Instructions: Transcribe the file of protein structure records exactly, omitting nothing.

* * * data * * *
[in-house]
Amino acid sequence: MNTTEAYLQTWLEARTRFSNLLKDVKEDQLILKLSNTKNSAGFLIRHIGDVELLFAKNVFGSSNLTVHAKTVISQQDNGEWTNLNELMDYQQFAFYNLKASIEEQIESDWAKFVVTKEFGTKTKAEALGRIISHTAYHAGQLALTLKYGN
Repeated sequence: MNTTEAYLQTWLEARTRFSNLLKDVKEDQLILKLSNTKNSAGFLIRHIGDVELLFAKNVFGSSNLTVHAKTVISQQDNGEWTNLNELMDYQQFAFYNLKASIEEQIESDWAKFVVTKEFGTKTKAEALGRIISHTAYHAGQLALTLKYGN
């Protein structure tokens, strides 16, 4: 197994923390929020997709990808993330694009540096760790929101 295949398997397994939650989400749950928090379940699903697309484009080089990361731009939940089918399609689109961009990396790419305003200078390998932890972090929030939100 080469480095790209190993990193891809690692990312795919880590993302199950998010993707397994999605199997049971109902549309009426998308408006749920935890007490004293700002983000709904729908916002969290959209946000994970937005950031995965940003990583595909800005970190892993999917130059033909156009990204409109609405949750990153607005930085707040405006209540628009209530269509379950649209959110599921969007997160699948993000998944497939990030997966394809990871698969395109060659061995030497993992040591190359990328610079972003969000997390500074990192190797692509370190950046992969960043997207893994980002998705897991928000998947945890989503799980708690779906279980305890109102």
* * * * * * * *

[in-house]
Amino acid sequence: MNTTEAYLQTWLEARTRFSNLLKDVKEDQLILKLSNTKNSAGFLIRHIGDVELLFAKNVFGSSNLTVHAKTVISQQDNGEWTNLNELMDYQQFAFYNLKASIEEQIESDWAKFVVTKEFGTKTKAEALGRIISHTAYHAGQLALTLKYGN
Repeated sequence: MNTTEAYLQTWLEARTRFSNLLKDVKEDQLILKLSNTKNSAGFLIRHIGDVELLFAKNVFGSSNLTVHAKTVISQQDNGEWTNLNELMDYQQFAFYNLKASIEEQIESDWAKFVVTKEFGTKTKAEALGRIISHTAYHAGQLALTLKYGN
């Protein structure tokens, strides 16, 4: 197994923390929020997709990808993330694009540096760790929101 295949398997397994939650989400749950928090379940699903697309484009080089990361731009939940089918399609689109961009990396790419305003200078390998932890972090929030939100 080469480095790209190993990193891809690692990312795919880590993302199950998010993707397994999605199997049971109902549309009426998308408006749920935890007490004293700002983000709904729908916002969290959209946000994970937005950031995965940003990583595909800005970190892993999917130059033909156009990204409109609405949750990153607005930085707040405006209540628009209530269509379950649209959110599921969007997160699948993000998944497939990030997966394809990871698969395109060659061995030497993992040591190359990328610079972003969000997390500074990192190797692509370190950046992969960043997207893994980002998705897991928000998947945890989503799980708690779906279980305890109102």